Tambú

Our participant Calviany Eleonora tells us: “I bought this tambú (drum) from the late Òmpi Tio, one of the best-known musicians from Curaçao, who was teaching tambú (music) at Kurá di Arte. This was the drum that Òmpi Tio used for rituals. He said there was something about this drum. First it was all white. I polished it, cleaned it and painted it red. The color red attracts festive, joyful energy. This is the first drum I ever bought. Before this I used everyday buckets to train with.”

The word tambú refers to both an instrument and a music genre. Tambú music originated in Curaçao in the seventeenth and eighteenth century from various West-African music styles, dances and rituals. Most of these cultural expressions came from the Congo and were brought to Curaçao by enslaved people. Through time the mix of African influences changed and adapted to local circumstances. Certain African elements such as repetition, polyrhythm and improvisation remained recognizable.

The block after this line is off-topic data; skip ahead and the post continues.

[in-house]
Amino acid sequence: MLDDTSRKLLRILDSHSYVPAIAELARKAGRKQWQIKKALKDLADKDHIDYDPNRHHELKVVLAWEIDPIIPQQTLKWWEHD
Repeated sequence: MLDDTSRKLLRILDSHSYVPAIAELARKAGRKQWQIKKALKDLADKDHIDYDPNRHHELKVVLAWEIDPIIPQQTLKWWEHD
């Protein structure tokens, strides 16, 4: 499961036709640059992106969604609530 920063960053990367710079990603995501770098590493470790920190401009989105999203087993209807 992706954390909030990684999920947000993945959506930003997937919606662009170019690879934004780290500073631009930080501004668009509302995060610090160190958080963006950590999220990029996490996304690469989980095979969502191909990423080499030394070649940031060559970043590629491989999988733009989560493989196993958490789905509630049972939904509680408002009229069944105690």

Tambú music has long been suppressed and was even forbidden in the 20th century. The condemnation of tambú was based on the racist idea that African cultural expressions were indecent and inferior to those of European origin. Until 2012 tambú-gatherings were subject to strict rules that did not apply to other music genres.

“Tambú music has long been suppressed.”

“Tambú music has long been suppressed.”